Scene from Music and Millennials, Dennis Reed pictured in the center.
Although the festivities are waning down, people are still on social networks, talking about the week-long activities from the ITF Xperience.
From July 25 until July 31, 2016, the ITF [Inspire The Fire] hosted their annual, interactive, seminar in the Pease auditorium at the Central Piedmont Community College in Charlotte, NC.
The cultural fellowship/workshop was free to the public. It welcomed many youths from different walks of life, to participate in song, dance and rigorous conversations about positive change.
On Thursday July 28, the ITF, along with Hope for Harvest hosted the Music and Millennials [open] panel discussion with vocalists Justine Sky, Kent Jones, and Avery Wilson.
Catherine Brewton, Vice President of BMI (http://www.bmi.com/), moderated the symposium between the musicians and audience members.
At the beginning of the presentation, Founder of ITF, Dennis Reed spoke to the excited audience. He said, “You have to feed yourself positivity every day. There is greatness on the inside of you!”
Judging from the applauds, it's assumable that the kids needed to hear that encouraging message.
The ugly reality is that while some children might be living the good life, others aren't. Growing-up in urban communities doesn’t always offer a positive resolve for the minority, which is why growing-up in unfortunate conditions or what is considered to be the hood, is painful in the first place.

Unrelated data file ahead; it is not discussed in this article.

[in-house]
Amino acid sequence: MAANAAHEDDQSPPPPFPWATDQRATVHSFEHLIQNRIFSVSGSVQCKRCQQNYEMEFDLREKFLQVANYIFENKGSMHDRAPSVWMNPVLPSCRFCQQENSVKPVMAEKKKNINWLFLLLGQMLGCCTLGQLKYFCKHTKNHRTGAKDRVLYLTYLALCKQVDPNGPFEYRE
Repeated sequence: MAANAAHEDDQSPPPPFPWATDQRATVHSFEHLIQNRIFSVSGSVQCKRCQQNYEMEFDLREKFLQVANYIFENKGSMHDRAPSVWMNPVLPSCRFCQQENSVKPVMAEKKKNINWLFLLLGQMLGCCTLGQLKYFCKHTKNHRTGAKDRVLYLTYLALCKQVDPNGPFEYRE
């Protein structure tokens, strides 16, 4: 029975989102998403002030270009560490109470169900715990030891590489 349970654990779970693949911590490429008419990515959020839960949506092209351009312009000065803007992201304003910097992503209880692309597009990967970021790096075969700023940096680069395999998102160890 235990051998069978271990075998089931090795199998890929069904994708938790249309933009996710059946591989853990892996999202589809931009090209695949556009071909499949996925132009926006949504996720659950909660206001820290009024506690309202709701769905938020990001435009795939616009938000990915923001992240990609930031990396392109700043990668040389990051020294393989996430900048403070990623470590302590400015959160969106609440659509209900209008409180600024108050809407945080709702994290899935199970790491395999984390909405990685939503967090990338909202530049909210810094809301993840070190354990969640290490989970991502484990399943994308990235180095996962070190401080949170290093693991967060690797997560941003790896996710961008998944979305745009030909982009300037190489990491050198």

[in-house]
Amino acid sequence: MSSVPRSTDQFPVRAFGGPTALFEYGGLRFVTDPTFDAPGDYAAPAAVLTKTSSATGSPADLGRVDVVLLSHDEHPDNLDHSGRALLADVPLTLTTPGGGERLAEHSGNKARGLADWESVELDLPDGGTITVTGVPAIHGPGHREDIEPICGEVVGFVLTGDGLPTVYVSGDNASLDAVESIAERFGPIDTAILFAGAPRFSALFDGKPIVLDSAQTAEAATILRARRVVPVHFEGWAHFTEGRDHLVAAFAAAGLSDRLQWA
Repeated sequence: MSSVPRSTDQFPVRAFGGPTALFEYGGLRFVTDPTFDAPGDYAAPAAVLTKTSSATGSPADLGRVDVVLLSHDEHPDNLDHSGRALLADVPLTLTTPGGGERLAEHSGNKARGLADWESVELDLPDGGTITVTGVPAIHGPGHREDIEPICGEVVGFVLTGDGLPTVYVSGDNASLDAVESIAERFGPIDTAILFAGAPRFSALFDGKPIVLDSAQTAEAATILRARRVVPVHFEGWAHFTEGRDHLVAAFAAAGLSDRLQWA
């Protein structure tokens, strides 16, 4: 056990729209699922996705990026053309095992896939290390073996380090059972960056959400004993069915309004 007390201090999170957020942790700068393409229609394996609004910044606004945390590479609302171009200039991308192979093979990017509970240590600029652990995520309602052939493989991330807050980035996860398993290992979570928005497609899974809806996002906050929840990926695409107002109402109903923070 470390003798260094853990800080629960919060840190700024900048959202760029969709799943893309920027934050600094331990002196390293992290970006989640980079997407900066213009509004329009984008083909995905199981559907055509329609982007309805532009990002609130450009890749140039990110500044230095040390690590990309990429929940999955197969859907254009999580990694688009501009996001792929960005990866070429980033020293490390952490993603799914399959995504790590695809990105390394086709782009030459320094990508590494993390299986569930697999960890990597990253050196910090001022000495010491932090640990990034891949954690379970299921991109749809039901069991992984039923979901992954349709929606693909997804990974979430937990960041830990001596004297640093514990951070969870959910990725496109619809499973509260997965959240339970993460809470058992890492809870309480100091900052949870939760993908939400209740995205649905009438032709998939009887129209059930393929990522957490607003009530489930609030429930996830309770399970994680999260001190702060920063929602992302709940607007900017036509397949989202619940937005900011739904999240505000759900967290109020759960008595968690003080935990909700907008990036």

Life can raise a person up and drop them off into a moot and barren space of remorse. Somehow, this is when an adolescent takes a damaging path because they’ve either followed the wrong crowd or they’ve figured it out that life isn’t fair. Kids finally learn that “happily-ever-after” doesn’t exist and it’s only vindicated in cartoons and Hollywood movies.
The sentence that Dennis shared was powerful and it was motive enough to give anyone the strength to work hard for what they wanted regardless of their circumstances.
Reed interrelating with the kids during a monologue
The remainder of the evening was upbeat and sanguine. Therefore, when the speakers came out, the audience [children] were bursting with intrigue and anticipation. They were ready for the information that the guest was willing to share.
During the panel discussion, each narrator shed light from their perspective on the good and the bad aspects of becoming an entertainer in the industry, sparking great dialogue about being in the spotlight and maintaining an amicable identity.
A few affirmations from the speakers:
Catherine Brewton: Don’t miss your blessing by hanging in the back all the time-- come to the front.
Justine Sky: People will think they know what’s best for you, even though you may have your own ideas. The older generation don’t understand that. I say if you fail; hey, try again. Always give thanks.
Avery Wilson: Keep doing what you are supposed to do and God will bless you. Stay true to your voice and follow your heart.
Kent Jones: Think about the people invested in your life. There is always a team of people. The most difficult thing that you can do is make music, right now, in the moment—write what’s free, natural, and from the heart. Be transparent.
The segment ended with Q & A between the audience and artists.
Inspire The Fire is a positive and faith-based, non-profit organization, that work hand-in-hand with the at risk youth, by amplifying their minds with various elements of the arts.
Another fact is that many of the Hope Coaches/mentors were once students that joined ITF when they were younger... This is proof that their [ITF] methods work.
In addition to that, ITF has partnered with other agencies within the Charlotte area and abroad for over a decade—that’s over 10-years and they still don’t receive the positive eminence that they deserve.
Reference text [http://inspirethefire.org/dennis/
If you'd like to interview Dennis Reed, please reach out to Tangi Davis at: firstname.lastname@example.org